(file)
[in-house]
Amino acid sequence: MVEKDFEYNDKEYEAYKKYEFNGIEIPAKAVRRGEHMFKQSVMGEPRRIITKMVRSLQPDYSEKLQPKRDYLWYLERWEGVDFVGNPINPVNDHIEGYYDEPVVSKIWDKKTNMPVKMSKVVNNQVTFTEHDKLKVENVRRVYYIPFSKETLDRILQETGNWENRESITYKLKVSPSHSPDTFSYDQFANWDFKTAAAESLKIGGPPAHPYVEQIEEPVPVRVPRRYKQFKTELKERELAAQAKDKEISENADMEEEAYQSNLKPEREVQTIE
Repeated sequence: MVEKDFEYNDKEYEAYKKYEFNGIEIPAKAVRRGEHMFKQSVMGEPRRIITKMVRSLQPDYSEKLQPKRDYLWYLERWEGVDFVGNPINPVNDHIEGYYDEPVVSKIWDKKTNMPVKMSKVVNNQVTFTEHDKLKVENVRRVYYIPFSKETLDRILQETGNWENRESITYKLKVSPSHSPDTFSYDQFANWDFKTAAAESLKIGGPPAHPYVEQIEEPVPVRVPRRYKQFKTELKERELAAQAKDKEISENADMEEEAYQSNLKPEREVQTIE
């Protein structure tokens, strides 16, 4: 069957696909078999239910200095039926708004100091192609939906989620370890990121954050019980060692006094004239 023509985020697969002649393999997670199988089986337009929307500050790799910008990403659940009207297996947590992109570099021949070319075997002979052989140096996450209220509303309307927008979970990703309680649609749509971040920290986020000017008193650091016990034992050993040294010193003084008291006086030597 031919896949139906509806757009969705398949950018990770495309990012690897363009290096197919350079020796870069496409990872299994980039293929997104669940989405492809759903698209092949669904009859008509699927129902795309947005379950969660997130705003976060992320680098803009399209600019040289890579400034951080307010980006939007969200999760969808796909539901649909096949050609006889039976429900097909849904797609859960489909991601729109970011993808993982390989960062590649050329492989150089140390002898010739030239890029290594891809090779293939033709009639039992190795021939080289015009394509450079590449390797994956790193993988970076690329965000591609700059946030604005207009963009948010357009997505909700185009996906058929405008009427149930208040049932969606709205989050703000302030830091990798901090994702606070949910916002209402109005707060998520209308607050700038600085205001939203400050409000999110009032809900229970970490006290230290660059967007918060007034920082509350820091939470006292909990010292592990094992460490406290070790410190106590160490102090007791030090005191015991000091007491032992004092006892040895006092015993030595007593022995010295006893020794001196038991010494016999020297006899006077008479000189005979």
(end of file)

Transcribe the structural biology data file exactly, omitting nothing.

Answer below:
[in-house]
Amino acid sequence: MVEKDFEYNDKEYEAYKKYEFNGIEIPAKAVRRGEHMFKQSVMGEPRRIITKMVRSLQPDYSEKLQPKRDYLWYLERWEGVDFVGNPINPVNDHIEGYYDEPVVSKIWDKKTNMPVKMSKVVNNQVTFTEHDKLKVENVRRVYYIPFSKETLDRILQETGNWENRESITYKLKVSPSHSPDTFSYDQFANWDFKTAAAESLKIGGPPAHPYVEQIEEPVPVRVPRRYKQFKTELKERELAAQAKDKEISENADMEEEAYQSNLKPEREVQTIE
Repeated sequence: MVEKDFEYNDKEYEAYKKYEFNGIEIPAKAVRRGEHMFKQSVMGEPRRIITKMVRSLQPDYSEKLQPKRDYLWYLERWEGVDFVGNPINPVNDHIEGYYDEPVVSKIWDKKTNMPVKMSKVVNNQVTFTEHDKLKVENVRRVYYIPFSKETLDRILQETGNWENRESITYKLKVSPSHSPDTFSYDQFANWDFKTAAAESLKIGGPPAHPYVEQIEEPVPVRVPRRYKQFKTELKERELAAQAKDKEISENADMEEEAYQSNLKPEREVQTIE
């Protein structure tokens, strides 16, 4: 069957696909078999239910200095039926708004100091192609939906989620370890990121954050019980060692006094004239 023509985020697969002649393999997670199988089986337009929307500050790799910008990403659940009207297996947590992109570099021949070319075997002979052989140096996450209220509303309307927008979970990703309680649609749509971040920290986020000017008193650091016990034992050993040294010193003084008291006086030597 031919896949139906509806757009969705398949950018990770495309990012690897363009290096197919350079020796870069496409990872299994980039293929997104669940989405492809759903698209092949669904009859008509699927129902795309947005379950969660997130705003976060992320680098803009399209600019040289890579400034951080307010980006939007969200999760969808796909539901649909096949050609006889039976429900097909849904797609859960489909991601729109970011993808993982390989960062590649050329492989150089140390002898010739030239890029290594891809090779293939033709009639039992190795021939080289015009394509450079590449390797994956790193993988970076690329965000591609700059946030604005207009963009948010357009997505909700185009996906058929405008009427149930208040049932969606709205989050703000302030830091990798901090994702606070949910916002209402109005707060998520209308607050700038600085205001939203400050409000999110009032809900229970970490006290230290660059967007918060007034920082509350820091939470006292909990010292592990094992460490406290070790410190106590160490102090007791030090005191015991000091007491032992004092006892040895006092015993030595007593022995010295006893020794001196038991010494016999020297006899006077008479000189005979």